Thank you for your interest! …We continue with group-work in three groups…Remember to join together for general discussion after the lunch break!
The afternoon session is on ‘Materials around Us’
The rest of the afternoon is divided in two parts:
has a history of over 100 years(Hein & Alexander, 1998),
focuses nowadays on learning and cognition (reviews by Dierking & Falk, 1994; Ramey-Gassert, Walberg, & Walberg, 1994; Hooper-Greenhill & Moussouri, 2003),
has employed a wide variety of approaches and methodologies.
Falk and Dierking’s Contextual Model of Learning in Informal Contexts
Braund & Reiss, 2004
(Astin & Astin, 1992; Braund & Reiss, 2004; 2006; Anderson, Lucas, & Ginns, 2003; Falk & Storksdieck, 2005).
1. Advance planning by teachers (0.5 – 2 hours):
2. Teacher preparatory site visit (2 – 3 hours):
3. The preparation with students (1 – 2 hours):
4. Practical preparations for the visit (0.5 – 2 hours)
5. The site visit to the site (2 – 4 hours):
6. Student group reports (1 – 2 hours):
7. Evaluation and feedback with teachers and site representatives (0.5 – 1 hours):
8. Collecting ideas for planning future site visits (15 – 30 minutes).
Materials around us as a content: paper and wood products, metal, plastics, ceramics, nanomaterials, …
Learning is an active process. Students benefit from working on complex problems, which can be approached from different perspectives.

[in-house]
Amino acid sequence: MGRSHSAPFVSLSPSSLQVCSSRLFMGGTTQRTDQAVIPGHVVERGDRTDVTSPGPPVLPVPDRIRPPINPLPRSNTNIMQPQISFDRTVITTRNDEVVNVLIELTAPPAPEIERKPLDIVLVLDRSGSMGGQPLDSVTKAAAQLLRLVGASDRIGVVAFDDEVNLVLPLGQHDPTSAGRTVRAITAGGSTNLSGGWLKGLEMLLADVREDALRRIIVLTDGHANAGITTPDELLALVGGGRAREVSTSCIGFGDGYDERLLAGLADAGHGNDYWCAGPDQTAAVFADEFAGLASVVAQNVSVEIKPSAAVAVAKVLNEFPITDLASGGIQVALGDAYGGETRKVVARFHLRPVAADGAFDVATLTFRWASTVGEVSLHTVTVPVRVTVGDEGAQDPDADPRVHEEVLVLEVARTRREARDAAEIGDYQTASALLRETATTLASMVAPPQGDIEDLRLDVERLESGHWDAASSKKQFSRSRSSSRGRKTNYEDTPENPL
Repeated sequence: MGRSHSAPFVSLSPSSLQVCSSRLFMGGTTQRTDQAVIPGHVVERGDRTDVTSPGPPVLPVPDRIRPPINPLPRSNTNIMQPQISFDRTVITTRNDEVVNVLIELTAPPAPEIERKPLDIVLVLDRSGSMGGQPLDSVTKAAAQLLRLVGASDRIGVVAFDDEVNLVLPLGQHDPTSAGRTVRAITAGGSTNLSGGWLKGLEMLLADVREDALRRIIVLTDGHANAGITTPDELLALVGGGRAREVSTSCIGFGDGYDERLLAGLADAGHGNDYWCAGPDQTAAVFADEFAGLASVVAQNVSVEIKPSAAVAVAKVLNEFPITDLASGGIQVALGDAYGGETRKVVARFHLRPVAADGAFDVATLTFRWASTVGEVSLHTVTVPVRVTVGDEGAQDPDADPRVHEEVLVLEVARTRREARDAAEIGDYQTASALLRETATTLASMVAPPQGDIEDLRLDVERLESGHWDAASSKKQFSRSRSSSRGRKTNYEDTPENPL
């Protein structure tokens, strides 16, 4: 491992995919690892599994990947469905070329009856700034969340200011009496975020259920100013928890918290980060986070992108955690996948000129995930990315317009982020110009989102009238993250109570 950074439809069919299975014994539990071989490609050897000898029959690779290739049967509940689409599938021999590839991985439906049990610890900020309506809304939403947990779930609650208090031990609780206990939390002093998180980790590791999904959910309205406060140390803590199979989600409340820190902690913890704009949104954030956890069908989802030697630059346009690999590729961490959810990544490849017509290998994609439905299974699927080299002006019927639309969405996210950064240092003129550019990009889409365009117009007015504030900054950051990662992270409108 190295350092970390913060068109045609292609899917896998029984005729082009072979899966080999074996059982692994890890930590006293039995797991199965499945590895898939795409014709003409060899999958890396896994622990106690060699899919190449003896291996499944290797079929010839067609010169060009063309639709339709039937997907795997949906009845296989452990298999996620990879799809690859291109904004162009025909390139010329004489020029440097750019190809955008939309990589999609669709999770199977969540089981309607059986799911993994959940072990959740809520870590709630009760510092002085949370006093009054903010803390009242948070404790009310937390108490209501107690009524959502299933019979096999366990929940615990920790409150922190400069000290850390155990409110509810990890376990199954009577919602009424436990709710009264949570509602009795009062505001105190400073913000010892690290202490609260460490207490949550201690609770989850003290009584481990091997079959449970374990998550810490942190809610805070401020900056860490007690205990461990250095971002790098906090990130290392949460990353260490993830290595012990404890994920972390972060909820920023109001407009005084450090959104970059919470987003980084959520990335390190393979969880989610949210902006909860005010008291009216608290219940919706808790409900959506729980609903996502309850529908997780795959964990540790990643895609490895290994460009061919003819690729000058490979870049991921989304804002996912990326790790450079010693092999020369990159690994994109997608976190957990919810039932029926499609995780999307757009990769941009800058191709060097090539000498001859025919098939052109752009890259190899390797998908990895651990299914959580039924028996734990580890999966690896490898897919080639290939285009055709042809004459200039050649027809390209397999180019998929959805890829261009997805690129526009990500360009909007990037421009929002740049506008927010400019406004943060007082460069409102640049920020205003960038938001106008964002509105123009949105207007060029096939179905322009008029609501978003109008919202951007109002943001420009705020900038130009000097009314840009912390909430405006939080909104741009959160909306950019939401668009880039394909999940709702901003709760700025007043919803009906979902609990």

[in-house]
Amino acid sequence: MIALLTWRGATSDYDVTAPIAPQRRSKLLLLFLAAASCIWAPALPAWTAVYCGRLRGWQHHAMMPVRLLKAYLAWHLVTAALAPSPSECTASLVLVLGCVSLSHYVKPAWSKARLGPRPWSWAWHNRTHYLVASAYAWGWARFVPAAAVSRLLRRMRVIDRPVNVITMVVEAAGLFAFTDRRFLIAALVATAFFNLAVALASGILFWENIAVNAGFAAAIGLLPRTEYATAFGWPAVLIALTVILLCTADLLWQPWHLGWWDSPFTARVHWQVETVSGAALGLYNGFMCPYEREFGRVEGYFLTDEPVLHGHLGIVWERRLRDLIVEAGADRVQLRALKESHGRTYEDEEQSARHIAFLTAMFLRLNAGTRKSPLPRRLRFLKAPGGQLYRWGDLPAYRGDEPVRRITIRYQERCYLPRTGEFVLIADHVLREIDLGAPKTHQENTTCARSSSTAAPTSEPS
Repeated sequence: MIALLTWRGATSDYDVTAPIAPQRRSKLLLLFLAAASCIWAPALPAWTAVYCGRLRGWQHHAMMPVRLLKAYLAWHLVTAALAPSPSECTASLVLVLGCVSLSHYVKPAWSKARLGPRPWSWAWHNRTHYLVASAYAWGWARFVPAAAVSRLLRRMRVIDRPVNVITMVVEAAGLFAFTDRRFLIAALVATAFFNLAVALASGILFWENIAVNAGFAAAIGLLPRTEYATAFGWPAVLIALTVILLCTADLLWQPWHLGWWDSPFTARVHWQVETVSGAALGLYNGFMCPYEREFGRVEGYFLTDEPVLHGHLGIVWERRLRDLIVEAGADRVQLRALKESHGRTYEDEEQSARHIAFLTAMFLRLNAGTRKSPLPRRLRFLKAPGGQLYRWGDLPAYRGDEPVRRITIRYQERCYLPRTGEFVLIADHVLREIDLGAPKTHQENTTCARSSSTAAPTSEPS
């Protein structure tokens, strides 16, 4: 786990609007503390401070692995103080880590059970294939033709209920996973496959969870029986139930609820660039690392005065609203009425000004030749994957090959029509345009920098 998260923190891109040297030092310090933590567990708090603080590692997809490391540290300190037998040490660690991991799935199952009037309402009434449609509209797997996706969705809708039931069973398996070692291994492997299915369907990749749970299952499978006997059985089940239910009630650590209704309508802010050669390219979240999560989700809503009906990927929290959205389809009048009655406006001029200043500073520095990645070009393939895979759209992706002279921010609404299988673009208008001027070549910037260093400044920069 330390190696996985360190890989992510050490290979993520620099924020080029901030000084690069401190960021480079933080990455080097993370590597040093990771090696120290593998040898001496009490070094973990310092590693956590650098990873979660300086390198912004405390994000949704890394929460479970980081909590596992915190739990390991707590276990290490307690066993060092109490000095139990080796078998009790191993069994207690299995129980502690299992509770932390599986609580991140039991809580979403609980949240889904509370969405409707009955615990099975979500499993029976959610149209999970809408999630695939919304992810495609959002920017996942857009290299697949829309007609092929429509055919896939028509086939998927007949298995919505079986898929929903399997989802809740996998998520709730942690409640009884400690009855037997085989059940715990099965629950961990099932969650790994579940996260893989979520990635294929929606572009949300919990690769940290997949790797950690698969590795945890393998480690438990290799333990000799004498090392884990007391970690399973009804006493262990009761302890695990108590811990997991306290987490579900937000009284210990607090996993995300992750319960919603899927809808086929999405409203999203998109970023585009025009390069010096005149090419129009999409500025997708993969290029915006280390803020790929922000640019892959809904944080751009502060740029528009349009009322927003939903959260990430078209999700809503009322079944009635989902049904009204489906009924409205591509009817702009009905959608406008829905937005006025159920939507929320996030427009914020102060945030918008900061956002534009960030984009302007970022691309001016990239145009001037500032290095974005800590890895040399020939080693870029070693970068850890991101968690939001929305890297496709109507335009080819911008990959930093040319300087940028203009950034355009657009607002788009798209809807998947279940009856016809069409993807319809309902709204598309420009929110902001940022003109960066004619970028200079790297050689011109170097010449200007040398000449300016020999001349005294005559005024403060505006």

Learning is a co-operative process and, therefore, students should be encouraged in interaction with others.
Conceptual understanding takes precedence over procedural efficiency.
Teachers must be sensitive to students’ previous knowledge of the phenomena under study.
Learning activities occur in interesting contexts.
Problems that are relevant to students' experiences outside of the school setting enable them to make connections between what they learn outside of school and in class.
Development of metacognitive skills enables students to take responsibility for managing and monitoring their own learning activities.
Preparing the students for lifelong learning.
When students read independently, they can be asked to write down key expressions and pose questions that come to mind when reading a given text. These questions voice points that students have not understood.
The questions can be collected on a white board or on a transparency for everybody to reflect.
While reading, students can create a mind map on the basis of the text. This mind map serves as a visual representation on the ideas generated by the reading process and the connections between these ideas.
Create an updated and localised booklet, a basic guide for dealing with energy end environmental issues at home. First, jointly discuss which aspects need to be covered in the booklet.
After this is done, divide the students into groups and allocate each group an area of responsibility.
Before you create the booklet, take a look at a booklet published by authorities. Pay careful attention to the booklet’s structure, foreword, headings, contents, visualisations and layout.
You have been a wonderful audience!
Now again team work in three groups before the final discussion!